I have a 401k, and a 403. I put money in it to get the employer match. If they didn't I wouldn't use it.
You can put as much as you want in a 401K....and you can get higher returns if you invest more aggressively.

I am not surprised at the average though, as most people aren't as aggressive with their 401K investments because it's meant to be a long term investment...like an IRA, which doesn't have company match by the way. Also, not every company that offers a 401K matches anything...there is no requirement to my knowledge. It's an extra and very nice perk by a company though.

All a 401K, or IRA is, is a tool to invest that allows you to defer taxation on the money for some period of time. You can still invest however you want.

The return on investment doesn't include company match...the return is the return on the investment. So if you invest 100 bucks, and your company matches 3%, you invest $103.00...and at the end of the qtr you have 115.36, your return on the investment is 12% (if I did my math right there) Likewise, if your company didn't match, and you invested $100,00, and at the end of the same qtr, you made $112.00....you still made a 12% return. Just not as much money because your company didn't match.
You're over-complicating this.
I am talking about market returns.
401ks greatly under perform the markets. For 2020, the average MARKET return was 2.72%. Employer contributions are a separate return.
And it is NOT "nice perk" for a company to contribute. Holy shit. That just shows us how brilliantly corporations got people to swallow the bullshit.
Companies everywhere pre 1980, large or small... gave employees a pension that did not cost them one red cent. (employee)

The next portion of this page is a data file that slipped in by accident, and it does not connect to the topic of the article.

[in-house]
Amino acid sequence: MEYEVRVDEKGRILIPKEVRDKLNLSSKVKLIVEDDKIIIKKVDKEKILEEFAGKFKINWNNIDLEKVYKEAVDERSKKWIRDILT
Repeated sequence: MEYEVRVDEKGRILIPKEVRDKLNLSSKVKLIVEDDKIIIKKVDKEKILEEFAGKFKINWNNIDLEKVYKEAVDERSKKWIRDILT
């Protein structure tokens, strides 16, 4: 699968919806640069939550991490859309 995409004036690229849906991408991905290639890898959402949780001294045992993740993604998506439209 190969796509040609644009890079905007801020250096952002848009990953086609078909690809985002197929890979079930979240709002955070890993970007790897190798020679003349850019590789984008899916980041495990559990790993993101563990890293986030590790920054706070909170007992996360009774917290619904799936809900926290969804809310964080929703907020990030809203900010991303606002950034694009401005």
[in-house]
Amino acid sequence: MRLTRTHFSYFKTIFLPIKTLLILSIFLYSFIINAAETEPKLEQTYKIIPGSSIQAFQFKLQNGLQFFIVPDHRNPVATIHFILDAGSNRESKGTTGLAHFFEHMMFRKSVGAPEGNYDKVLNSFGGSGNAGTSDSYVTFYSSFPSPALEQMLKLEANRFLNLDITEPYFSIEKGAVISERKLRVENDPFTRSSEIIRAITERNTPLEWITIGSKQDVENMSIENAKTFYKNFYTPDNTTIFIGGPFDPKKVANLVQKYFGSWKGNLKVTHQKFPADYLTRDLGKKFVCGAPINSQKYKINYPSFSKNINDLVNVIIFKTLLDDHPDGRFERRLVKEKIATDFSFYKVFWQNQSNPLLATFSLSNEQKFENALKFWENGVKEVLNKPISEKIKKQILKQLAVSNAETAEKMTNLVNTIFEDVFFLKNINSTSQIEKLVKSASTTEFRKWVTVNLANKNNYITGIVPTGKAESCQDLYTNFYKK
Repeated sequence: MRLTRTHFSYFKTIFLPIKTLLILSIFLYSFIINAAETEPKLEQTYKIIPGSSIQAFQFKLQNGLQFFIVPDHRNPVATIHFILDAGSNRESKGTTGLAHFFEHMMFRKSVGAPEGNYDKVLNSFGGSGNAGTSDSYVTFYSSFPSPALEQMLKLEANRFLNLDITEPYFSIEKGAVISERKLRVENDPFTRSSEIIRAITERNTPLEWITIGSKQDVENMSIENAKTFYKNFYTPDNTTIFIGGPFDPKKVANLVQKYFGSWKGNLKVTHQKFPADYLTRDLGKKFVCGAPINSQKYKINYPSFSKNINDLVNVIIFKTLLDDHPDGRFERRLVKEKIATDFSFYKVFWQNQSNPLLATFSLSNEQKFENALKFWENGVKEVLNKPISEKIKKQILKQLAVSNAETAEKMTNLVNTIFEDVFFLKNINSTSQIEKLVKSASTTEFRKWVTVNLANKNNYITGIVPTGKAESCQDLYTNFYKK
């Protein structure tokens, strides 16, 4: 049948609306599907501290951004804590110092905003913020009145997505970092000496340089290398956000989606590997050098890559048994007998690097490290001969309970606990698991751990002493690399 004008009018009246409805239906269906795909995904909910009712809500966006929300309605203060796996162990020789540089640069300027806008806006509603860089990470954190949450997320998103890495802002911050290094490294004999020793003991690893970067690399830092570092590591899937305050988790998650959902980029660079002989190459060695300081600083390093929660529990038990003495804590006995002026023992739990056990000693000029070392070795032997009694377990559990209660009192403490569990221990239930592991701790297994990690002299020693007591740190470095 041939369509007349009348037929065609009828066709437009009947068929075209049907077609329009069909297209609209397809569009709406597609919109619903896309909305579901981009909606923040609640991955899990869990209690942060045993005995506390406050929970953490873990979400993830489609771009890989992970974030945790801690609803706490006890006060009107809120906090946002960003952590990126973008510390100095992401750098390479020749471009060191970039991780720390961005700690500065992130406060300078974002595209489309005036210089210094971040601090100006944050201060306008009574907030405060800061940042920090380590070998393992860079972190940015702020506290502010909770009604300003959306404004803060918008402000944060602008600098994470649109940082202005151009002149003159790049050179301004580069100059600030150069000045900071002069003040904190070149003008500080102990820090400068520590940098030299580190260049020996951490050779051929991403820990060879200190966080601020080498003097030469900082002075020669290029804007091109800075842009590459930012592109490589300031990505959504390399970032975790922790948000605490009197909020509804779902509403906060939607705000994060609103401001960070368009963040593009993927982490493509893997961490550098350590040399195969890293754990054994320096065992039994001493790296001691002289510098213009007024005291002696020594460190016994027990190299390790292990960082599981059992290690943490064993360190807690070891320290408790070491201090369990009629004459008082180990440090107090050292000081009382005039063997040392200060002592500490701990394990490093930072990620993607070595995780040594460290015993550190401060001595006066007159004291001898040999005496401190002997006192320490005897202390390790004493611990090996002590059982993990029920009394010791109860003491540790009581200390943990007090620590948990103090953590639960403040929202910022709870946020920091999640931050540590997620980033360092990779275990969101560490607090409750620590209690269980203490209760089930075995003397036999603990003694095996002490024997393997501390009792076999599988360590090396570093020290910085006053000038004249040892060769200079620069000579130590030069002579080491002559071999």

The contributions corporations made to pensions FAR-FAR exceeded the measly little pittance they contribute to 401ks.
Corporations save $trillions a year switching to 401ks.... and Jesus, just shows how easily people can be conditioned to accept something far less as a good thing.
Sure it's a nice perk...companies don't have to do it for their employees.

I am sure what on Earth you are talking about.....market returns are market returns...

as far as them "under performing" people are free to pick what they want to invest in, when they set up their 401K, and they can always change what they invest in. That's the individual investor's choice.

Pensions are invested in the market as well....and some companies still have them. number of them just got bailed out actually with the Dems 2 trillion dollar "Covid" relief bill....

With that said...yes employees contribute to their pensions as well. Also, I am not sure what you mean by "costing" the employee...it's their money, and their retirement, or savings....it's their money...it's not a cost, it's a savings. Since when did saving your own money become a cost?

In addition, pre-1980, not every company had a pension....also the 401K plan as we know it came about in 1978, not 1980.
Uh...ok
Just giving you some facts my friend
It's all in the point.
I am as conservative and pro business as one gets... for instance, I don't believe companies should have to pay ANY income taxes.
Having said that, I am anti-corporatist to the core.
Corporatism/Globalism is destroying the middle class and eroding the American livelihood.
401ks are a great example of that.
401ks were developed to allow corporations to shed the high cost of pensions. They save $trillions a year. $Trillions that use to go to employees.
Companies also got rid of sick days, no longer do companies pay their employees for getting sick. Now...by renaming vacation days as "PTO" - very quickly companies simply deleted sick days. Use to employees got whatever weeks of vacation they earned - plus sick time on top of that. Now...all you get is "PTO" ... end result is employees have to use vacation days of they get sick.
Now many companies also no longer provide disability insurance. Use to most companies paid 100% of the cost of both short term and long term disability.
Companies, year after year, are paying less and less for their employee health insurance. Rising deductibles while lowering the % they pay of the premiums.
My bet - in another 10 - 15 years... employers will start shedding off health insurance all together. Many already have.
Meanwhile, CEO compensation keeps right on skyrocketing... share values rising and rising... board compensation is ludicrously high.

And here we are... now believing companies are doing us a favor to provide a token paltry sum for our 401ks.... Jesus.
 

struth

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CNN of all places actually did a great piece on this new tax the left is trying to put on the working class: Opinion: A financial transaction tax may be aimed at hurting Wall Street. But it will hit Main Street investors instead